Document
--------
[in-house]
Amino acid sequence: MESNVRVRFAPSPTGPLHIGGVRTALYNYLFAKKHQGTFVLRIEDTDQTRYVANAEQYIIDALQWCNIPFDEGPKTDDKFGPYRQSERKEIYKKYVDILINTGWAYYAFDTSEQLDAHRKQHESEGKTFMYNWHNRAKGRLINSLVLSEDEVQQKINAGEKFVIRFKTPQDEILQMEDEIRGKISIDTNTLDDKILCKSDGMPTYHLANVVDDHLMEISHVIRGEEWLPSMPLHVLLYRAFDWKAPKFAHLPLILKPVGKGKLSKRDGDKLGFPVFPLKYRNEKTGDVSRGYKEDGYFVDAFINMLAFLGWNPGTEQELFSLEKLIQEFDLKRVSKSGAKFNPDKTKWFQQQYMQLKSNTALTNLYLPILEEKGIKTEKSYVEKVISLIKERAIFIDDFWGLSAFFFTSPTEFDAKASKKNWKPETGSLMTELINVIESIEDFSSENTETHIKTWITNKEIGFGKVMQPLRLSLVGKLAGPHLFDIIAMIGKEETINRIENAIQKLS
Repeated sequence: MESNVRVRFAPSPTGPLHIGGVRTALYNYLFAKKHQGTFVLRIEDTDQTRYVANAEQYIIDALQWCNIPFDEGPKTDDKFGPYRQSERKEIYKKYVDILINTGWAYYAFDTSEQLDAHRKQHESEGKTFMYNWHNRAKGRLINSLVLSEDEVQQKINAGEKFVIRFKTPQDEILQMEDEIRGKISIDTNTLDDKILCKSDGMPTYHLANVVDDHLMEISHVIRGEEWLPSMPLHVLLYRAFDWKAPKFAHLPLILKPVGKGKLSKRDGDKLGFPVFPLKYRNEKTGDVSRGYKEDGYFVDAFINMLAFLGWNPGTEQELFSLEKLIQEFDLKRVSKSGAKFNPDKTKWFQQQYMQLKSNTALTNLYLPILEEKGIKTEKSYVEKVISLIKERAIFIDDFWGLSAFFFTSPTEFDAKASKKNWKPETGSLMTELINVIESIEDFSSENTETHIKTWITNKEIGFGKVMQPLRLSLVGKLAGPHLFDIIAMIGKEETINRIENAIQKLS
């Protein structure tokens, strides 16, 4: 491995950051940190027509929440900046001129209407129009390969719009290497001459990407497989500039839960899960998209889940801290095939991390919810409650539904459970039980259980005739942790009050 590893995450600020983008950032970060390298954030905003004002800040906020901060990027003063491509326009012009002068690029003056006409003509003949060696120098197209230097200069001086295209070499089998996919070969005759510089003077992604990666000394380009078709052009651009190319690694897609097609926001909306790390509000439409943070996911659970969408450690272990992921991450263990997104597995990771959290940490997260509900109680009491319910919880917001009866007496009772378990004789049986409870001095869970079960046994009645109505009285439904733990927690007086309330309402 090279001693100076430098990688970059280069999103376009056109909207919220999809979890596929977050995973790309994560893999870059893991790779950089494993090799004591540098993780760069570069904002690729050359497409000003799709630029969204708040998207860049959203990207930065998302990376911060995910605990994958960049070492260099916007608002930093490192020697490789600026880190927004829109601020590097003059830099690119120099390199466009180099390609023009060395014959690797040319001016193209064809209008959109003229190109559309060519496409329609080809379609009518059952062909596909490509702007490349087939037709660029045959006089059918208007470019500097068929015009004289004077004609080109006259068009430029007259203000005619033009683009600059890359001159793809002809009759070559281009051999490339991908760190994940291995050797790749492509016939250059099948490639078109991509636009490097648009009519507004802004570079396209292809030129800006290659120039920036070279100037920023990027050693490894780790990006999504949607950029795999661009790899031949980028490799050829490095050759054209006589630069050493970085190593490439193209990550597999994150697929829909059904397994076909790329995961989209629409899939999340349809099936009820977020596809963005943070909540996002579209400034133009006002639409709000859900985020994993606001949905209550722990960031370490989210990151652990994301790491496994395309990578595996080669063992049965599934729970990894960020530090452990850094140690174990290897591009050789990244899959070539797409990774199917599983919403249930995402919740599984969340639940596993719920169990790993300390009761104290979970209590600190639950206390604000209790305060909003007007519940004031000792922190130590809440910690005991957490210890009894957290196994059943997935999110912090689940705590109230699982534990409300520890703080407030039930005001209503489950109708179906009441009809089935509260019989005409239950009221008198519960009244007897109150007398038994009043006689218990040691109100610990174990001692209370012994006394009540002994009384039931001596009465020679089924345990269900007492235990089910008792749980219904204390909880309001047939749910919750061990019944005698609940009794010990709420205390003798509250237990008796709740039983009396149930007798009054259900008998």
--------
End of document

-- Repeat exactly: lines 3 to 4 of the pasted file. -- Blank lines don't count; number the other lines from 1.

Repeated sequence: MESNVRVRFAPSPTGPLHIGGVRTALYNYLFAKKHQGTFVLRIEDTDQTRYVANAEQYIIDALQWCNIPFDEGPKTDDKFGPYRQSERKEIYKKYVDILINTGWAYYAFDTSEQLDAHRKQHESEGKTFMYNWHNRAKGRLINSLVLSEDEVQQKINAGEKFVIRFKTPQDEILQMEDEIRGKISIDTNTLDDKILCKSDGMPTYHLANVVDDHLMEISHVIRGEEWLPSMPLHVLLYRAFDWKAPKFAHLPLILKPVGKGKLSKRDGDKLGFPVFPLKYRNEKTGDVSRGYKEDGYFVDAFINMLAFLGWNPGTEQELFSLEKLIQEFDLKRVSKSGAKFNPDKTKWFQQQYMQLKSNTALTNLYLPILEEKGIKTEKSYVEKVISLIKERAIFIDDFWGLSAFFFTSPTEFDAKASKKNWKPETGSLMTELINVIESIEDFSSENTETHIKTWITNKEIGFGKVMQPLRLSLVGKLAGPHLFDIIAMIGKEETINRIENAIQKLS
């Protein structure tokens, strides 16, 4: 491995950051940190027509929440900046001129209407129009390969719009290497001459990407497989500039839960899960998209889940801290095939991390919810409650539904459970039980259980005739942790009050 590893995450600020983008950032970060390298954030905003004002800040906020901060990027003063491509326009012009002068690029003056006409003509003949060696120098197209230097200069001086295209070499089998996919070969005759510089003077992604990666000394380009078709052009651009190319690694897609097609926001909306790390509000439409943070996911659970969408450690272990992921991450263990997104597995990771959290940490997260509900109680009491319910919880917001009866007496009772378990004789049986409870001095869970079960046994009645109505009285439904733990927690007086309330309402 090279001693100076430098990688970059280069999103376009056109909207919220999809979890596929977050995973790309994560893999870059893991790779950089494993090799004591540098993780760069570069904002690729050359497409000003799709630029969204708040998207860049959203990207930065998302990376911060995910605990994958960049070492260099916007608002930093490192020697490789600026880190927004829109601020590097003059830099690119120099390199466009180099390609023009060395014959690797040319001016193209064809209008959109003229190109559309060519496409329609080809379609009518059952062909596909490509702007490349087939037709660029045959006089059918208007470019500097068929015009004289004077004609080109006259068009430029007259203000005619033009683009600059890359001159793809002809009759070559281009051999490339991908760190994940291995050797790749492509016939250059099948490639078109991509636009490097648009009519507004802004570079396209292809030129800006290659120039920036070279100037920023990027050693490894780790990006999504949607950029795999661009790899031949980028490799050829490095050759054209006589630069050493970085190593490439193209990550597999994150697929829909059904397994076909790329995961989209629409899939999340349809099936009820977020596809963005943070909540996002579209400034133009006002639409709000859900985020994993606001949905209550722990960031370490989210990151652990994301790491496994395309990578595996080669063992049965599934729970990894960020530090452990850094140690174990290897591009050789990244899959070539797409990774199917599983919403249930995402919740599984969340639940596993719920169990790993300390009761104290979970209590600190639950206390604000209790305060909003007007519940004031000792922190130590809440910690005991957490210890009894957290196994059943997935999110912090689940705590109230699982534990409300520890703080407030039930005001209503489950109708179906009441009809089935509260019989005409239950009221008198519960009244007897109150007398038994009043006689218990040691109100610990174990001692209370012994006394009540002994009384039931001596009465020679089924345990269900007492235990089910008792749980219904204390909880309001047939749910919750061990019944005698609940009794010990709420205390003798509250237990008796709740039983009396149930007798009054259900008998």